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Mike Dunham

Former Anchorage resident Walter Joseph Booi died at his daughter’s home in Yakima, Washington, on Oct. 24 at the age of 92. The longtime resident of Spenard survived the attack on Pearl Harbor and the sinking of his aircraft carrier and found new ways to make long-distance communication work in Alaska. More importantly, he found ways to move beyond personal trauma to stay cheerful, help others in need and forgive the most detested enemy.

Booi, the son of Charles and Mary (Hardebeck) Booi, was born in Yakima on June 3, 1922. The family lived in harsh poverty through the 1930s, depending on welfare and living in a government-issued tent with a dirt floor. Booi read science fiction and technology magazines to help escape the dreariness of the Depression...

Mike Dunham
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Inevitable fragility is, in a way, what “Groundwork,” a solo exhibit by Anchorage artist Keren Lowell, is all about...

Mike Dunham

Artist Keren Lowell began installing the largest piece in her one-woman show last month with no clear idea about how the final product would appear once she had all the parts in place.

“I didn’t know what it would look like,” she said. “It was scary.”

All the scarier when you consider that “Groundwork” would be the first “big” show she’d ever had.

In fact, four of the works in the seven-piece show had never been assembled before they were put up. They were, in a sense, born right there in the gallery on the fourth floor of the Anchorage Museum.

With limited space at home, Lowell did much of the work outside during the summer, creating her fabric sculptures in a series of individual strips to be connected later...

Mike Dunham

Aside from Shakespeare’s, few plays have had as much analysis lavished on them as “Hedda Gabler” and few characters have had more written about them than Hedda herself. Henrik Ibsen’s updating of Medea is variously cited as a study in psychosis, a cry for women’s liberation and an indictment of bourgeois mundaneness, among other theories.

But I think the real reason people have gone to see it over and over again for the past 100-plus years is that it’s a superbly-crafted soap opera, with as many twists as three seasons of “Downton Abbey” but happily compressed into three hours...

Mike Dunham

I’d always thought of yaks as pack animals, but it turns out the meat of the Tibetan cousin of cows is delicious, and it’s now available in Alaska. I picked up a pound of ground yak this month at the Wednesday Center Market in the Mall at Sears.

The meat, at least in ground form, has no wild or exotic taste whatsoever. If anything, it tastes more like cow than cow. It’s leaner than all but the most fat-free cuts of beef or bison, and that’s made it something of a “thing” in Lower 48 restaurants catering to health-conscious consumers.

A few Alaska farmers are raising the big, hairy, horned and oddly cute species, including Anita Hill of Sunny Hill Ranch near Willow, who raised the meat I bought...

Mike Dunham

Randy Tedor stood with a chunk of obsidian in his right hand and a cylindrical rock in his left. He made a quick strike with the stone. It made a dull, grinding, crunching thud. A bit of obsidian dust drifted to the floor.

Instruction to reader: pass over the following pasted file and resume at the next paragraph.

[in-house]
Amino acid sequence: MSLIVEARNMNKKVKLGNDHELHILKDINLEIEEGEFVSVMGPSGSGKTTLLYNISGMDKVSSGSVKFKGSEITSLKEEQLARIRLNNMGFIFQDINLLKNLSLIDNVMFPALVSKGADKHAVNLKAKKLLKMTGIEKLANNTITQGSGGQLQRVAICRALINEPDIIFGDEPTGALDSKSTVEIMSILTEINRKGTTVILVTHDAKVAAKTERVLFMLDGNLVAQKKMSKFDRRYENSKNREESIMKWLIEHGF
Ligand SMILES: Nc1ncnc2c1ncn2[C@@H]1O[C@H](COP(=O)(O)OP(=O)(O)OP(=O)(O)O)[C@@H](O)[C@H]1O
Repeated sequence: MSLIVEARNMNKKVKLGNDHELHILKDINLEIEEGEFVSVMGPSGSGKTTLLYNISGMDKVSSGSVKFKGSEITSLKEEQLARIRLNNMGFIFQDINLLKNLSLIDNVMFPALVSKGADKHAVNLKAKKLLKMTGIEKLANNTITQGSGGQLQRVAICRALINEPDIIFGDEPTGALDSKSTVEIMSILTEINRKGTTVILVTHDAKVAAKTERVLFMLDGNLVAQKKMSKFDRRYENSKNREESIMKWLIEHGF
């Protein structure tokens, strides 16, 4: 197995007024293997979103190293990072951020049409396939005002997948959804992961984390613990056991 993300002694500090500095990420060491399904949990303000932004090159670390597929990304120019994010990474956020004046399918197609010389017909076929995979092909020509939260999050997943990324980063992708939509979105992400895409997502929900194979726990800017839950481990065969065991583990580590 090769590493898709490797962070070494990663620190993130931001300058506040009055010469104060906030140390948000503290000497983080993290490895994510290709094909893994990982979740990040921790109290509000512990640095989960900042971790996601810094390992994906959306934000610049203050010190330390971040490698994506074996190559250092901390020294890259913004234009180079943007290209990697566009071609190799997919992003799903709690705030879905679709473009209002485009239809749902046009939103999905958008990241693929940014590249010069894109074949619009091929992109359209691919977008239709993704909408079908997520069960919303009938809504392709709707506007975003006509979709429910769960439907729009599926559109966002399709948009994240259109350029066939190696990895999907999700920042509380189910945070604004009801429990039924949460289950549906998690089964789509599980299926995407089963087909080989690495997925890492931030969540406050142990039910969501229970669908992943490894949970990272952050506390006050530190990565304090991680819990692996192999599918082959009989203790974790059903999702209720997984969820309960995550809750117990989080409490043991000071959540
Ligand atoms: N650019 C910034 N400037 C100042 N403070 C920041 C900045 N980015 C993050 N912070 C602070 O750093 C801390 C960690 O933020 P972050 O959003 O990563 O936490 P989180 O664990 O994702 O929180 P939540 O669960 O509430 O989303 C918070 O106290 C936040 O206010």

“I didn’t go hard enough,” he said, using the rock to smooth out the “plateau,” the spot where he wanted to hit the obsidian. Then he struck again. This time there was a sharp, deep "crack" sound.

“You hear that?” he said. “That’s how you know you got it right.” And he peeled off a large flake of razor-sharp volcanic glass from the main chunk...

Mike Dunham

Haida weaver Delores Churchill and filmmaker Ellen Frankenstein will travel to Anchorage from Southeast to host the local premiere of “Tracing Roots” at the Anchorage Museum at 2 p.m. on Sunday, Oct. 19. The documentary follows Churchill as she investigates the spruce root hat found with 300-year-old Kwaday Dan Ts’inchi , whose naturally mummified remains were found in the glacial heights near the Alaska-Canada border...

Mike Dunham

Anchorage showbiz stalwart Alex Pierce left for Los Angeles last year in search of the big acting breaks that can only happen in one of the great entertainment capitals of America.

He came back to town this week as part of the cast in the production of “Les Miserables” that the Anchorage Concert Association is bringing to Atwood Concert Hall Oct. 17-26. He'll have a busy schedule, with only one day off during the 12-show run, but Pierce plans to make good use of the time to do a little hometown P.R.

“I’m trying to show some people in the cast around Anchorage,” he said. “A couple have visited before, but a lot of them are California natives who have never even seen snow.”...

Mike Dunham

Congratulations to Alaska Vegan & Gluten Free, which marks its first anniversary on Wednesday. To celebrate, they’ll be offering free jars of a special concoction to customers that day at Center Market at the Mall at Sears. Kristin Donaldson said she spent a month concocting the special item and came up with Roasted Banana Blueberry Puree topped with a generous layer of quinoa...

Mike Dunham

Alaska foodies who want to give their cookbook shelves local flavor have no shortage of publications. There are a number of collections of berry and fish dishes, some with a gourmet angle. Several offer indigenous recipes and home-grown ingredients. Many are on the light side, like “Serving the North Slope,” a small, comb-bound collector’s item from 1990 with cartoons and instructions for making Eskimo donuts, salmon sausage and pickled muktuk, among other things...

Mike Dunham

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